Manhattan DA won’t oppose delaying Trump’s hush money sentencing


Manhattan District Attorney Alvin Bragg appears ready to throw in the towel on a speedy sentencing in former President Donald Trump’s hush money trial, indicating in a filing on Tuesday that he would not oppose a request by defense attorneys to push a scheduled hearing past next week.

Since his conviction, President Trump was expected to be sentenced on July 11th, a date that now appears in jeopardy following the Supreme Court’s bombshell ruling which declared sitting presidents are essentially immune from all official acts taken in office. The decision on Monday prompted a speedy motion by lead defense attorney Todd Blanche to push a sentencing hearing later into the summer while Judge Juan Merchan considers their motion to overturn the conviction on 34 felony counts. With both sides in agreement, it appears likely a delay will occur, the New York Times reported.

In response to a letter from Trump’s lawyers, the district attorney’s office wrote that the defense had filed a motion worthy of consideration by Merchan. “Although we believe defendant’s arguments to be without merit, we do not oppose his request for leave to file and his putative request to adjourn sentencing pending determination of his motion,” wrote Joshua Steinglass, one of the assistant district attorneys who tried the case against the former president. Trump’s lawyers have indicated they plan to file their court papers on July 10th, one day before the scheduled sentencing, and prosecutors said they would respond two weeks later, the outlet reported.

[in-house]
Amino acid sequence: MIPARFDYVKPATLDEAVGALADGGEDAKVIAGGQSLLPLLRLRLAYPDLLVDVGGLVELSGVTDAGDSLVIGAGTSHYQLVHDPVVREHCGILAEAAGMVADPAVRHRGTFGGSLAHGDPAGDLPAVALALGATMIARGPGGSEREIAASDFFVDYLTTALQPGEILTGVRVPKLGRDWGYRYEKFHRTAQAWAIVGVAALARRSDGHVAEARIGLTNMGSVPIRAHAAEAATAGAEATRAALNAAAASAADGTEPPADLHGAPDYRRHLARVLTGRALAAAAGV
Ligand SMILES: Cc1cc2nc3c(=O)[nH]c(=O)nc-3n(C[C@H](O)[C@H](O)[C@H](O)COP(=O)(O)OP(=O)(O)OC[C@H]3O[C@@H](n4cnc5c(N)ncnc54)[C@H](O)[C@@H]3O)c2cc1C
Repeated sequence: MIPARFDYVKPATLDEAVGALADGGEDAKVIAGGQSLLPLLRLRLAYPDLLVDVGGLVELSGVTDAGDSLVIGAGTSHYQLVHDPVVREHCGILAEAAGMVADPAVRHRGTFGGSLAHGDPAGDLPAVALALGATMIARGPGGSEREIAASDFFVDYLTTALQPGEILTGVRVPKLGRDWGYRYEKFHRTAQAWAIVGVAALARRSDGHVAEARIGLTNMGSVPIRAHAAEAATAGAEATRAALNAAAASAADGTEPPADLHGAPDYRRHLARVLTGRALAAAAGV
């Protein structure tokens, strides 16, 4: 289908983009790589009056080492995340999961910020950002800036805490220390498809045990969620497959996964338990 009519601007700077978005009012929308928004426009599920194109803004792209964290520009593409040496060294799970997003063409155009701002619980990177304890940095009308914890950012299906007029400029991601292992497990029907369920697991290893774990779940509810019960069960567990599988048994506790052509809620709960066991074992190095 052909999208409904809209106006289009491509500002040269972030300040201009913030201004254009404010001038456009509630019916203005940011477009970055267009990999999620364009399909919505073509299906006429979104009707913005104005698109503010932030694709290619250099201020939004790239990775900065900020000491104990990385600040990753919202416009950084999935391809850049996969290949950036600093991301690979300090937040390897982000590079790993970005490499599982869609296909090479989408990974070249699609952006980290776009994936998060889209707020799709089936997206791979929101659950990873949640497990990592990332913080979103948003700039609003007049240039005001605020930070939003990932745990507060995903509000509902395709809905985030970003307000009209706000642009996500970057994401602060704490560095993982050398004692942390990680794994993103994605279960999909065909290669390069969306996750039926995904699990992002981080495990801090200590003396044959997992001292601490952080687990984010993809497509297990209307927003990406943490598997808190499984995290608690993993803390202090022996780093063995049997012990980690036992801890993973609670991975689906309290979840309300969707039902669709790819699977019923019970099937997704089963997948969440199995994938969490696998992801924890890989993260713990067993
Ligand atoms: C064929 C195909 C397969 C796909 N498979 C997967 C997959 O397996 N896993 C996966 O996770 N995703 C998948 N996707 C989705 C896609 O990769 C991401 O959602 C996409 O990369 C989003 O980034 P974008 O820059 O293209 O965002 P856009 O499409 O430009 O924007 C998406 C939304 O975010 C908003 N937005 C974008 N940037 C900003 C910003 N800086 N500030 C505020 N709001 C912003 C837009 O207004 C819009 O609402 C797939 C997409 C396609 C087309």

Blanche and his team have argued that prosecutors introduced evidence in the trial that would be precluded under the Supreme Court’s recent ruling, according to The Hill, setting up a potential reevaluation of the entire trial. President Trump was convicted of overseeing the falsification of business records to hide a six-figure settlement with an adult film star to hide rumors of an affair that Trump has denied. During the trial, Bragg’s team framed the payment as an unlawful attempt to influence the 2016 election, though lawyers for the Republican noted that an investigation by the Federal Election Commission previously found that the payment did not qualify as a campaign expense.

The Supreme Court’s 6-3 decision will vastly expand the powers of the presidency and has prompted a reckoning among the former president’s opponents about what Trump could be capable of if he returns to the White House. Writing for the majority, Chief Justice John Roberts reasoned that a president should be unfettered from the possibility of criminal prosecution in order to carry out his duties. However, non-official acts could be considered for criminality, he added.

“The President therefore may not be prosecuted for exercising his core constitutional powers, and he is entitled, at a minimum, to a presumptive immunity from prosecution for all his official acts,” the majority opinion written by Chief Justice John Roberts states. “That immunity applies equally to all occupants of the Oval Office, regardless of politics, policy, or party.”


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